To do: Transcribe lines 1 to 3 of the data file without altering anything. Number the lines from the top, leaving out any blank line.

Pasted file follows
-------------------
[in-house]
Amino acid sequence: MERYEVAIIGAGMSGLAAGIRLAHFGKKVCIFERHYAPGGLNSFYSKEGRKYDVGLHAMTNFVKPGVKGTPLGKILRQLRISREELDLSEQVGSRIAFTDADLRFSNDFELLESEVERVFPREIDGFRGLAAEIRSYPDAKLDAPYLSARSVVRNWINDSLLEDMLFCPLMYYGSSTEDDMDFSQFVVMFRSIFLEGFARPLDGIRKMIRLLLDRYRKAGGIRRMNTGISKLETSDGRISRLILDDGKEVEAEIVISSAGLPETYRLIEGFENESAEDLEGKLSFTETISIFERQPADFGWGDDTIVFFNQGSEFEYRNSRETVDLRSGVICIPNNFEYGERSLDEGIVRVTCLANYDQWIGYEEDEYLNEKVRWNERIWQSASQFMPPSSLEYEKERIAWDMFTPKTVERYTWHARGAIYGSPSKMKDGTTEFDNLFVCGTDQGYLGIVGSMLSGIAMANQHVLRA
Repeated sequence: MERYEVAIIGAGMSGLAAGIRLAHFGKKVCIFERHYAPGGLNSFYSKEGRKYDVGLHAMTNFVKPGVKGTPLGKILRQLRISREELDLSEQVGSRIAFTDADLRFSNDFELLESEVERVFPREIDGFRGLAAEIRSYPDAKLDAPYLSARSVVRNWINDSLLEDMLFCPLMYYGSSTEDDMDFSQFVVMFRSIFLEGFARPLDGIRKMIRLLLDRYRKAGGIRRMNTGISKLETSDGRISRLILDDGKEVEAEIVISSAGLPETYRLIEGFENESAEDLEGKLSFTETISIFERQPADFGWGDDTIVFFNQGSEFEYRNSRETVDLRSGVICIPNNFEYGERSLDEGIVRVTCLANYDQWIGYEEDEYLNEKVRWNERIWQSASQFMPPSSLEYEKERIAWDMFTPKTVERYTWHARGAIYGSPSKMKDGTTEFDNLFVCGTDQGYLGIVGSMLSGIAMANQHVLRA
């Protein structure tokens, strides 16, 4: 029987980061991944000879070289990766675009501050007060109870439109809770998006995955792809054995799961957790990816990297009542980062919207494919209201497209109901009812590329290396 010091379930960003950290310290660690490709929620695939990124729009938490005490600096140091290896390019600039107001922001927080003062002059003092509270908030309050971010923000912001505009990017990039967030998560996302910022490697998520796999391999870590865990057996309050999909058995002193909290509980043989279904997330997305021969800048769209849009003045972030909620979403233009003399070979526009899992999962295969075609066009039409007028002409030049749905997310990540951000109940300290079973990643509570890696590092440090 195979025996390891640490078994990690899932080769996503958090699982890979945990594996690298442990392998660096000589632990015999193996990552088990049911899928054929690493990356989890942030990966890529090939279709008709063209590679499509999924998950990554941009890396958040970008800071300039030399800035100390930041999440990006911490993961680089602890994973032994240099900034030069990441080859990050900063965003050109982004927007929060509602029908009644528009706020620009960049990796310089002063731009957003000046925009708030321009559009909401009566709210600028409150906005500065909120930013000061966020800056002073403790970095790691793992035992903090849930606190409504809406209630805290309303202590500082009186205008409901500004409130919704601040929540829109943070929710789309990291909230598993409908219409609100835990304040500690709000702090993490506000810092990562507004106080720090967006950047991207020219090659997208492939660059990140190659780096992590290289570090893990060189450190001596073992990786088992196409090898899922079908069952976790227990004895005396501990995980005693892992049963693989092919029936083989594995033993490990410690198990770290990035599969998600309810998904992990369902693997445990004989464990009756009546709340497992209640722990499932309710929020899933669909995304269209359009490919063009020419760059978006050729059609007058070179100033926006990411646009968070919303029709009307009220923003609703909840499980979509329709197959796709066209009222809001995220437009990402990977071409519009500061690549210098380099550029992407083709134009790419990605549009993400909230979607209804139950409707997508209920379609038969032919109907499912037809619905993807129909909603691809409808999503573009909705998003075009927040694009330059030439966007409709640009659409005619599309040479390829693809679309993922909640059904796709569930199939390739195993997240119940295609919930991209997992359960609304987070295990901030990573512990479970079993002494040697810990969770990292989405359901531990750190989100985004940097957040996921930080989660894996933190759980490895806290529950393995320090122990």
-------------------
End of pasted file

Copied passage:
[in-house]
Amino acid sequence: MERYEVAIIGAGMSGLAAGIRLAHFGKKVCIFERHYAPGGLNSFYSKEGRKYDVGLHAMTNFVKPGVKGTPLGKILRQLRISREELDLSEQVGSRIAFTDADLRFSNDFELLESEVERVFPREIDGFRGLAAEIRSYPDAKLDAPYLSARSVVRNWINDSLLEDMLFCPLMYYGSSTEDDMDFSQFVVMFRSIFLEGFARPLDGIRKMIRLLLDRYRKAGGIRRMNTGISKLETSDGRISRLILDDGKEVEAEIVISSAGLPETYRLIEGFENESAEDLEGKLSFTETISIFERQPADFGWGDDTIVFFNQGSEFEYRNSRETVDLRSGVICIPNNFEYGERSLDEGIVRVTCLANYDQWIGYEEDEYLNEKVRWNERIWQSASQFMPPSSLEYEKERIAWDMFTPKTVERYTWHARGAIYGSPSKMKDGTTEFDNLFVCGTDQGYLGIVGSMLSGIAMANQHVLRA
Repeated sequence: MERYEVAIIGAGMSGLAAGIRLAHFGKKVCIFERHYAPGGLNSFYSKEGRKYDVGLHAMTNFVKPGVKGTPLGKILRQLRISREELDLSEQVGSRIAFTDADLRFSNDFELLESEVERVFPREIDGFRGLAAEIRSYPDAKLDAPYLSARSVVRNWINDSLLEDMLFCPLMYYGSSTEDDMDFSQFVVMFRSIFLEGFARPLDGIRKMIRLLLDRYRKAGGIRRMNTGISKLETSDGRISRLILDDGKEVEAEIVISSAGLPETYRLIEGFENESAEDLEGKLSFTETISIFERQPADFGWGDDTIVFFNQGSEFEYRNSRETVDLRSGVICIPNNFEYGERSLDEGIVRVTCLANYDQWIGYEEDEYLNEKVRWNERIWQSASQFMPPSSLEYEKERIAWDMFTPKTVERYTWHARGAIYGSPSKMKDGTTEFDNLFVCGTDQGYLGIVGSMLSGIAMANQHVLRA